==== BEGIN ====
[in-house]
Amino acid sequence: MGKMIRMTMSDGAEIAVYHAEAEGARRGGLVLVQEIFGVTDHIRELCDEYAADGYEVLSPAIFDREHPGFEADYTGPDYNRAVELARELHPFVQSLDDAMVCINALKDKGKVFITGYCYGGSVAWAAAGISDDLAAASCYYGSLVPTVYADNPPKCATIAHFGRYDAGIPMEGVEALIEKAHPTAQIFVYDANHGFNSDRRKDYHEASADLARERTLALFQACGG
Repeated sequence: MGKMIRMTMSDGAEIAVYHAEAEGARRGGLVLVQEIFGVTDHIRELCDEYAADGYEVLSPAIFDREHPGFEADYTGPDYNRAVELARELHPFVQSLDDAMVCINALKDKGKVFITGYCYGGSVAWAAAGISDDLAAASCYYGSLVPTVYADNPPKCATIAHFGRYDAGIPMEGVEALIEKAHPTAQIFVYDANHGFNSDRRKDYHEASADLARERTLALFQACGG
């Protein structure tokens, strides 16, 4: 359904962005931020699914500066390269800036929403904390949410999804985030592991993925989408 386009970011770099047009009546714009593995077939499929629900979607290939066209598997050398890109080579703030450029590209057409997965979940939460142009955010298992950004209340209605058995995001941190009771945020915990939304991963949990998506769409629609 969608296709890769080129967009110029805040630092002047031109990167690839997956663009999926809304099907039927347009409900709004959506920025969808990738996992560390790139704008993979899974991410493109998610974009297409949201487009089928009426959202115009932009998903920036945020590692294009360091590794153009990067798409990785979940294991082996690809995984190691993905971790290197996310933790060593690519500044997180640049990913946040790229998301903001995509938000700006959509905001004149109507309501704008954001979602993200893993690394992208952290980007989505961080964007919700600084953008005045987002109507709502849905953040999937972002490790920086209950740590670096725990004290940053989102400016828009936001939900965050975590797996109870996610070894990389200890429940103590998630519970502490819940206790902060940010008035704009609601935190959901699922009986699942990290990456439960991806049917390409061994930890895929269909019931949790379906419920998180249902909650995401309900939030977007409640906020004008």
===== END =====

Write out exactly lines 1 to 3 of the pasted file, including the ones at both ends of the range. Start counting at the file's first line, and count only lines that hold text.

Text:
[in-house]
Amino acid sequence: MGKMIRMTMSDGAEIAVYHAEAEGARRGGLVLVQEIFGVTDHIRELCDEYAADGYEVLSPAIFDREHPGFEADYTGPDYNRAVELARELHPFVQSLDDAMVCINALKDKGKVFITGYCYGGSVAWAAAGISDDLAAASCYYGSLVPTVYADNPPKCATIAHFGRYDAGIPMEGVEALIEKAHPTAQIFVYDANHGFNSDRRKDYHEASADLARERTLALFQACGG
Repeated sequence: MGKMIRMTMSDGAEIAVYHAEAEGARRGGLVLVQEIFGVTDHIRELCDEYAADGYEVLSPAIFDREHPGFEADYTGPDYNRAVELARELHPFVQSLDDAMVCINALKDKGKVFITGYCYGGSVAWAAAGISDDLAAASCYYGSLVPTVYADNPPKCATIAHFGRYDAGIPMEGVEALIEKAHPTAQIFVYDANHGFNSDRRKDYHEASADLARERTLALFQACGG